Status

Current condition: Poor and declining.
According to the best available GIS information at this time,

  • 753,547 acres (304,950 ha) of Sandhill habitat exist, of which
    • 46% (348,512 ac; 141,038 ha) are in conservation or managed areas.
    • 5% (35,052 ac; 14,185 ha) are in Florida Forever projects
    • 5% (34,517; 13,969 ha) are in SHCA-designated lands.
    • 45% (335,466; 135,758 ha) are other private lands.

 

Sandhill -croom
Sandhill

Sandhill communities occur only in north and

central Florida in areas of gently rolling terrain on deep, well-drained, mostly yellow, sterile lands. This xeric community is dominated by an overstory of widely spaced, scattered longleaf pine, alone with an understory of turkey oak, sand post oak, and bluejack oak. The park-like ground cover consists of various grasses and herbs, including wiregrass, lopsided Indian grass, bluestems, blazing star, partridge pea, beggars tick, milk pea, queen's delight, and others. Due to the poor water retention properties of the soils and open canopy, temperature and humidity fluctuate rapidly and frequently in this habitat compared to high moisture closed-canopy forests. However, many temporary wetlands are found throughout sandhill landscapes and are an integral part of this habitat type, providing breeding and foraging habitat for many wildlife species. Sandhill is a community that is sustained by ground fires with short return intervals to reduce hardwood intrusion and to promote flowering of many grasses and herbs. In the absence of fire, sandhill will eventually succeed into a xeric hammock. Sand pine can quickly invade sandhills where seed sources are available and fires are suppressed.

Download the Sandhill chapter Adobe PDF from the Action Plan.

Visit the Internet Mapping Service (IMS) External Website website to explore detailed, interactive maps of all FWLI habitat categories.

What is being done to conserve Sandhill?

Sandhill restoration activities supported by Florida's Wildlife Legacy Initiative have included planting longleaf pine and wiregrass on degraded sites, removing invasive species, reducing hardwoods and sand pines in overgrown areas, and increasing the amount of sandhill that is managed with prescribed fire (controlled burns). From 2006-2011, State Wildlife Grants funded projects affecting over 32,000 acres of sandhill habitat.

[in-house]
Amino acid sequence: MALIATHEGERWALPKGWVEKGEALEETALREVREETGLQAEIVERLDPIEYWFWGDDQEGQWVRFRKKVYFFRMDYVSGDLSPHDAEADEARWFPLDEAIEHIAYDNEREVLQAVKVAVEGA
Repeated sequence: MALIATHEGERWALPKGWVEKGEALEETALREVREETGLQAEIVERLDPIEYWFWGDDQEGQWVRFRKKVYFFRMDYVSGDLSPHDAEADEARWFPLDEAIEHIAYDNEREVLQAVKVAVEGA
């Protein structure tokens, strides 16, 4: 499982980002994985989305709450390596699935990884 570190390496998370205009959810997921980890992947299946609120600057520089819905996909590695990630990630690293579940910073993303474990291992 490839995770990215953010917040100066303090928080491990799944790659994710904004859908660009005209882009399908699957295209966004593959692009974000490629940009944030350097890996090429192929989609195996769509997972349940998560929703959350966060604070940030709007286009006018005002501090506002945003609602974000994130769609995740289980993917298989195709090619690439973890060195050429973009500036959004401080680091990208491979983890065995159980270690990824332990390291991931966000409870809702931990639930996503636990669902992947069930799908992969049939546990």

Gopher Tortoise MansellA major focus of our work in sandhill and scrub has been supporting fire management. Both habitats require fire in order to function and support their unique wildlife species. Unfortunately many of Florida's uplands are overgrown due to a lack of fire.  In order to restore fire to overgrown areas and prevent wildfires, we have supported several fire "strike teams" created by The Nature Conservancy in different parts of the state. These teams provide trained personnel and equipment to assist public and private land managers with controlled burns, fireline installation, and other land management activities like invasive species removal.  The Northeast Florida Resource Management Support Team is a cooperative effort between The Nature Conservancy, the University of Florida, the Florida Fish and Wildlife Conservation Commission that was started using State Wildlife Grant funding to serve land managers in northeastern Florida.

Other Legacy-supported scrub and sandhill projects include the Common Species Common program within the FWC's Landowner Assistance Program, which provides funding and other incentives to restore wildlife habitat on private lands, and the Upland Ecosystem Restoration Project,External Website which assists public and private land managers with planning and funding upland restoration projects.

 View sandhill Project Posters

The following current and recent projects are examples of the work being done by a variety of conservation partners to restore and maintain sandhill habitat:

For more information, please contact Heather Hitt.

What wildlife species will benefit?

 

Sandhill Species of Greatest Conservation Need

Mammals Birds Amphibians
Reptiles Invertebrates View All


FWC Facts:
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